Join Nigel French for an in-depth discussion in this video Making the calendar tables, part of Designing a Calendar.
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For the third of my calendars, I'm going to be designing a compact calendar where the whole year can be seen on a single page, and this page is 8.5 by 11 inches, or US letter size. Over in InDesign where we see the finished version we can see that the text is being greeked eye represented by grey bars, at a fit in window view just because it's relatively small, each of the numbers is nine point. I created the calendar using the calendar wizard script, but I did then need to do some fairly heavy modification to the calendar that it generated, but I was able to use that script to give me the calendar data.
Now, of course, you can just go online and find calendar data for 2014, and in some ways, that might be easier, but I just wanted us to have another workout with the calendar wizard script and also really get familiar with how we can move data around in tables and really edit tables to make them our own. So, let's begin by generating the 12 months of the year and we can see that what we get is going to be quite a long way from what we want to end up with.
I'm going to come to my window menu utilities and scripts, and I'll tear off that panel, close that panel, and then come to my calendar wizard script. Now, I've already addressed how we can download and install this, so if you missed that movie, you might just want to go back and review that, that's in the chapter on creating a wall calendar. So I'm going to double click on the script and, once again set my starting date and ending date.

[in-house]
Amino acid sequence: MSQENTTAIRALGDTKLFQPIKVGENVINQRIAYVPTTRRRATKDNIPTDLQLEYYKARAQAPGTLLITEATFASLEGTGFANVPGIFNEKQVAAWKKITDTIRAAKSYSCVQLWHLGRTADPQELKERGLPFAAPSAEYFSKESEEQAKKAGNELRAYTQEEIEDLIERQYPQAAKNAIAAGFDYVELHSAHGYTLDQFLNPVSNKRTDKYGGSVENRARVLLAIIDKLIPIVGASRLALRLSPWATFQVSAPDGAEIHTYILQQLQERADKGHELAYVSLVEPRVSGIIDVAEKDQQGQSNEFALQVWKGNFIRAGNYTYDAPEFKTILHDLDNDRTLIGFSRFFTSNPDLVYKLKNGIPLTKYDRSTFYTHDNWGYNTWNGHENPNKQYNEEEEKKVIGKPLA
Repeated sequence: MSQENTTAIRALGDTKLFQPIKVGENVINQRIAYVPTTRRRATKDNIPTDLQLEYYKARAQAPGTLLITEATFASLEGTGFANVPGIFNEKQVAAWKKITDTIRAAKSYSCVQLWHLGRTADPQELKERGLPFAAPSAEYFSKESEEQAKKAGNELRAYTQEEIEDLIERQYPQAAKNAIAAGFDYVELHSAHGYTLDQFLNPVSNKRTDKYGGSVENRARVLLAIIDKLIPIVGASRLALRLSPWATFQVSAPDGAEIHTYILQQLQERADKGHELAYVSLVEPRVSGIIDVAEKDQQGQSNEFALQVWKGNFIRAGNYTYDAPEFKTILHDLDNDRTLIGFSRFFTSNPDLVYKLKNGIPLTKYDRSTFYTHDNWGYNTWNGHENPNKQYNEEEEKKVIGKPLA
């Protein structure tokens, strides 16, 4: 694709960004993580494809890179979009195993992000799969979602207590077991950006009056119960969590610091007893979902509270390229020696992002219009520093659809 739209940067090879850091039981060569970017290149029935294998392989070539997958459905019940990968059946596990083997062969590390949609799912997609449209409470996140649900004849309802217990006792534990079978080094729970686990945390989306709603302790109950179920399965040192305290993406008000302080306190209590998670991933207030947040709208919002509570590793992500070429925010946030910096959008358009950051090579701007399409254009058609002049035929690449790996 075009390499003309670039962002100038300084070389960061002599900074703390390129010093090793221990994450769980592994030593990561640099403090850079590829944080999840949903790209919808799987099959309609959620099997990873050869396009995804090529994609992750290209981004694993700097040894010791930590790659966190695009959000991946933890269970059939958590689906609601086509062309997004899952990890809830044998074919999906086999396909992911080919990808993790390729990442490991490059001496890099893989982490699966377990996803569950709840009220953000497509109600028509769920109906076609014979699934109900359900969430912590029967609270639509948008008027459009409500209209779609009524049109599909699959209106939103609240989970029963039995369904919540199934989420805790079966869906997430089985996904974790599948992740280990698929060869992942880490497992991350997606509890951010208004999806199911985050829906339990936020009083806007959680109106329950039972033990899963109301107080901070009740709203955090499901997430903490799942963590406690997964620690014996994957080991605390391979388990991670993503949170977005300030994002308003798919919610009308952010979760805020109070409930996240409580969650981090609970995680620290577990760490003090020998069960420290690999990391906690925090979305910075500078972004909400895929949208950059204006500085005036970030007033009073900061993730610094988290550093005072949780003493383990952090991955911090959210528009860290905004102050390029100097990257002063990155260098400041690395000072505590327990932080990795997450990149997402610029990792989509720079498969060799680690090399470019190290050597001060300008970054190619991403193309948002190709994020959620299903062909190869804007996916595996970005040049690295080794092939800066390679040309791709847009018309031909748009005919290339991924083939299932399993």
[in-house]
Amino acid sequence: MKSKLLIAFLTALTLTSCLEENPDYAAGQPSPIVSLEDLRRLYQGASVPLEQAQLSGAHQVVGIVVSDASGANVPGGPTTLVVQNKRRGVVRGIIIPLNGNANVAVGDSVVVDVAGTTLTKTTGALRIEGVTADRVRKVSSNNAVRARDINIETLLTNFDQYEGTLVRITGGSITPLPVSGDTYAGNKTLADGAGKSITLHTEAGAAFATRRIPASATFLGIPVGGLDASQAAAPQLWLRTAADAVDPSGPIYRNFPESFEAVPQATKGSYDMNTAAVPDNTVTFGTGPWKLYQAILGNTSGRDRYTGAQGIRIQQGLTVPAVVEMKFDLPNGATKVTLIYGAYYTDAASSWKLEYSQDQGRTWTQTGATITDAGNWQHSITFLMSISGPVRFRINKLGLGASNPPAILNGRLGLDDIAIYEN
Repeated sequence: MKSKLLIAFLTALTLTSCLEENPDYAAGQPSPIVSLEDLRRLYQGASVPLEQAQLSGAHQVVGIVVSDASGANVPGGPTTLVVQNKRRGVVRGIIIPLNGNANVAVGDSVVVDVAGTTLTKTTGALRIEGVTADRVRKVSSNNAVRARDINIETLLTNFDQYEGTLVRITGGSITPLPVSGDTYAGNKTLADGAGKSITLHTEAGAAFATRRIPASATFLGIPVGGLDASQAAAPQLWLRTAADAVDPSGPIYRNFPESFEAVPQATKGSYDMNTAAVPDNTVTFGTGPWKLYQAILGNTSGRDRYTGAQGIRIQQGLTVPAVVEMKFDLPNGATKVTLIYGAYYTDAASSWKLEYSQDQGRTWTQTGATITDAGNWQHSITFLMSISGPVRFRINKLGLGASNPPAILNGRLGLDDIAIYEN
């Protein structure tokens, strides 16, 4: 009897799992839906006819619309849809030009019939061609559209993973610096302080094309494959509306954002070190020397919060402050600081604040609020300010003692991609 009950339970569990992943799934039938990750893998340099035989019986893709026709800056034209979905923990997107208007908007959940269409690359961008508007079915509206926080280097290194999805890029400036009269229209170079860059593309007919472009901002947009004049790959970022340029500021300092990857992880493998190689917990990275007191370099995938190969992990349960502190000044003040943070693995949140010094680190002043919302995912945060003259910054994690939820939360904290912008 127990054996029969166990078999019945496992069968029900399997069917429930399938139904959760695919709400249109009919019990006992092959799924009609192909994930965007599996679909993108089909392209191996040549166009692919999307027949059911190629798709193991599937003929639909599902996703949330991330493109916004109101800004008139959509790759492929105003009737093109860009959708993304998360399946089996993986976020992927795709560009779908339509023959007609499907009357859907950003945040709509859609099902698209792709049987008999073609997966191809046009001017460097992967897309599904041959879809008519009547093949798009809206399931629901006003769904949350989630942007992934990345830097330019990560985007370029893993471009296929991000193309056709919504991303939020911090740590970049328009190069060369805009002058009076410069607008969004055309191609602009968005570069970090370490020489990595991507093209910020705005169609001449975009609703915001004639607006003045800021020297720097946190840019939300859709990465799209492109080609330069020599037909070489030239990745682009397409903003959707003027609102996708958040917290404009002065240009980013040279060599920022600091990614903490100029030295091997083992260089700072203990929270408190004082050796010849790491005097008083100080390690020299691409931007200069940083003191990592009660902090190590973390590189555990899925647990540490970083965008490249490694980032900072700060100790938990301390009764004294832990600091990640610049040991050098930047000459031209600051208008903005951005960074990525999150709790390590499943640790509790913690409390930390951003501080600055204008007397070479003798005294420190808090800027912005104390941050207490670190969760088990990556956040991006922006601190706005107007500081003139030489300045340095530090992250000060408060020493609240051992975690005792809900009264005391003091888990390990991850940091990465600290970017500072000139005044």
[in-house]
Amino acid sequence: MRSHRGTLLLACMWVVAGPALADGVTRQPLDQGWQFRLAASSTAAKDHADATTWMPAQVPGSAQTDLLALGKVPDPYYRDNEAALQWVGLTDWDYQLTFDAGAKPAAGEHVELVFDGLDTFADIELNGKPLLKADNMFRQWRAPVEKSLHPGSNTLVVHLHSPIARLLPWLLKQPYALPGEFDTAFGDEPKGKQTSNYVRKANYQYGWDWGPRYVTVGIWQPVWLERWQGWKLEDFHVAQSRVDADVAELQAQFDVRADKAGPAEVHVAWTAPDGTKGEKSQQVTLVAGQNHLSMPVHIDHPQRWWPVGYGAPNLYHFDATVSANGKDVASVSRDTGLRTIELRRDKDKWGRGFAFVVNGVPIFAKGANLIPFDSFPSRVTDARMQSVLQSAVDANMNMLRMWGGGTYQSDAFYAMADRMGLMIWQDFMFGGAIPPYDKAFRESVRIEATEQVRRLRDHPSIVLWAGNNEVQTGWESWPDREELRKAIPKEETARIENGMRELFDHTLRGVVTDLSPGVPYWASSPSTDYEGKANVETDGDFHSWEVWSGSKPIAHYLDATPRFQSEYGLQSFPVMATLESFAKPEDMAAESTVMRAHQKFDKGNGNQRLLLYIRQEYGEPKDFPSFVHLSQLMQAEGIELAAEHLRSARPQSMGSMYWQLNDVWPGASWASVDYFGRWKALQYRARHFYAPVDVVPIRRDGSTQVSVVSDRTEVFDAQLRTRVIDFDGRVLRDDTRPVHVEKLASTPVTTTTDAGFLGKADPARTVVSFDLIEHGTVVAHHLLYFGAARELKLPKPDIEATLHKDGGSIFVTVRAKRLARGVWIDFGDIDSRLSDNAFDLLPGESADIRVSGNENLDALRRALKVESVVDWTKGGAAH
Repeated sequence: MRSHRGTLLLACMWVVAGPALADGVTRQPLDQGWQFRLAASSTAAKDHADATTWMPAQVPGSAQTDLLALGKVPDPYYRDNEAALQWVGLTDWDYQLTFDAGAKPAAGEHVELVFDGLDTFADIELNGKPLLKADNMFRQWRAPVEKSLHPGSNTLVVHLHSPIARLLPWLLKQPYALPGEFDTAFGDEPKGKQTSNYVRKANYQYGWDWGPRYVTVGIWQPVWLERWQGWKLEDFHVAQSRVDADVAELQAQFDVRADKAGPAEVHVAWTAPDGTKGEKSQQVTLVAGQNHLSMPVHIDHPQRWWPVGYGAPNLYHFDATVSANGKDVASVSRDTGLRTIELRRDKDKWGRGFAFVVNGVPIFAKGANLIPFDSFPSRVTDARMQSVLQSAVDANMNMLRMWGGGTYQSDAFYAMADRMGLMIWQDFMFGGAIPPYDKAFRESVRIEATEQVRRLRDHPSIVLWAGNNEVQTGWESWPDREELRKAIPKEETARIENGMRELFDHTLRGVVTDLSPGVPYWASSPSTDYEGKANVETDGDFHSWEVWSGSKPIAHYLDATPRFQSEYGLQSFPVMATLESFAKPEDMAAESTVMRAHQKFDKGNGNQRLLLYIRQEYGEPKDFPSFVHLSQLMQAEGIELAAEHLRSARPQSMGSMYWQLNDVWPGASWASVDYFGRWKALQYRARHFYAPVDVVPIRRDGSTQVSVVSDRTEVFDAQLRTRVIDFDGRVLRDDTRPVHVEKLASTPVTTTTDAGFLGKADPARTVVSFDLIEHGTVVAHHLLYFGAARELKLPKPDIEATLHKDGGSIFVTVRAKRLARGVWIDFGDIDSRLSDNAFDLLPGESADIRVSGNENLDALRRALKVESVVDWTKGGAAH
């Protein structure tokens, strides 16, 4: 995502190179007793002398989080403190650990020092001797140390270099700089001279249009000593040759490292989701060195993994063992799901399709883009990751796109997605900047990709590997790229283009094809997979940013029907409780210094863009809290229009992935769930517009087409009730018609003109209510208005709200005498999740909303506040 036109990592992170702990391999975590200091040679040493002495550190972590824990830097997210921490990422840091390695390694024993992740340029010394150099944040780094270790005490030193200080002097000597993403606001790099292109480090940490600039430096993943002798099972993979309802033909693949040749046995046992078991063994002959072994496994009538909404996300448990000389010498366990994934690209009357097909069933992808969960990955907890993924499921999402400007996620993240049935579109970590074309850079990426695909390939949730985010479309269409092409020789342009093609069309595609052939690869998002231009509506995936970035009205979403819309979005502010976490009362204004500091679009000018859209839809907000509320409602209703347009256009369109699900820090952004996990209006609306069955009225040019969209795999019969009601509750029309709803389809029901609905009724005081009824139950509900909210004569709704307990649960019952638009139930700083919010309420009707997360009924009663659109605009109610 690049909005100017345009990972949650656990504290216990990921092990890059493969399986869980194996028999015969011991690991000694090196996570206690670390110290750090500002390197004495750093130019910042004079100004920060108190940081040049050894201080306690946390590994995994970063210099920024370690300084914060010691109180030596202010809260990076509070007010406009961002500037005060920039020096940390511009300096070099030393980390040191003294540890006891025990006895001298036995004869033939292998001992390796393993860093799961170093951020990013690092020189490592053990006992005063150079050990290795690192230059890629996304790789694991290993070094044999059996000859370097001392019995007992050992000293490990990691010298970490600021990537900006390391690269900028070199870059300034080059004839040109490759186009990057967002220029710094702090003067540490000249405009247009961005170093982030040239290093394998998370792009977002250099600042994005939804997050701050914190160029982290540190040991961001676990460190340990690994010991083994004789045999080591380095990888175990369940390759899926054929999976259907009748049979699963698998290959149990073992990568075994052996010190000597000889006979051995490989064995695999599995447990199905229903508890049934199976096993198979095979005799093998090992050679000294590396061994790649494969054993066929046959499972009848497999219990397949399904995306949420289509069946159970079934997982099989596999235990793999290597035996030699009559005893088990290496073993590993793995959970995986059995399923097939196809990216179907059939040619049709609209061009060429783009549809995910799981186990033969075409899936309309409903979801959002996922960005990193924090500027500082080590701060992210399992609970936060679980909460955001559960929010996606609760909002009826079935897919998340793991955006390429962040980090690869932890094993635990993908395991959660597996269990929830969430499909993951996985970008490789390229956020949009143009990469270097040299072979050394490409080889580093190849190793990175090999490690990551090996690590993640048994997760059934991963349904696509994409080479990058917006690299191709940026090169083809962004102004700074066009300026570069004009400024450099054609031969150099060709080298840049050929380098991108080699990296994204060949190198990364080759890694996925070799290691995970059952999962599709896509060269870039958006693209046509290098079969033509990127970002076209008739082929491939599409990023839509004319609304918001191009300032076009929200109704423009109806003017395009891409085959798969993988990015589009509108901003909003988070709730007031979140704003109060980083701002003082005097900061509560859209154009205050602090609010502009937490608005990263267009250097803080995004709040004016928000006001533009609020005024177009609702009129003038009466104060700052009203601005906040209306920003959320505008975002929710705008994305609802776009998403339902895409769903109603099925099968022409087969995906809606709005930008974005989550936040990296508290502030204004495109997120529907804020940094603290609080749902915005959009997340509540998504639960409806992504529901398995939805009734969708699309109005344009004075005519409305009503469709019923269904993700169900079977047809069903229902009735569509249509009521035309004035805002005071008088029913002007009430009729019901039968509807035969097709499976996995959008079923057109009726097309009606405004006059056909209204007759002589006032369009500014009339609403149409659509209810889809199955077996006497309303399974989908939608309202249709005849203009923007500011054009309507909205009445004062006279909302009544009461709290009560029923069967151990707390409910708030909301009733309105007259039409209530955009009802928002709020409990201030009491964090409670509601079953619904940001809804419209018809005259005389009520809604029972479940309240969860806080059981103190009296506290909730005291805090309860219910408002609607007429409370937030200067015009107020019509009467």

I want to start on a Monday; I do not want to include any of these other options here, I do not want to include a text layer. Here is the important point here, I want 12 calendars per page otherwise it would give me a separate page for each of the months and that's not what I want. And I would like the orientation to be portrait, and I want this to end up in a new document.
Alright, I think those are all the options that I need to check, so now I can click OK, and we now have our calendar data. Obviously the next problem is how do we take these 12 separate tables and make them into one, and that's what we'll address in the next movie.
- Observing different styles of calendars
- Installing and using the Calendar Wizard script for InDesign
- Placing and fitting images
- Adding text
- Working with grids and tables
- Creating the cover
- Preparing calendars for print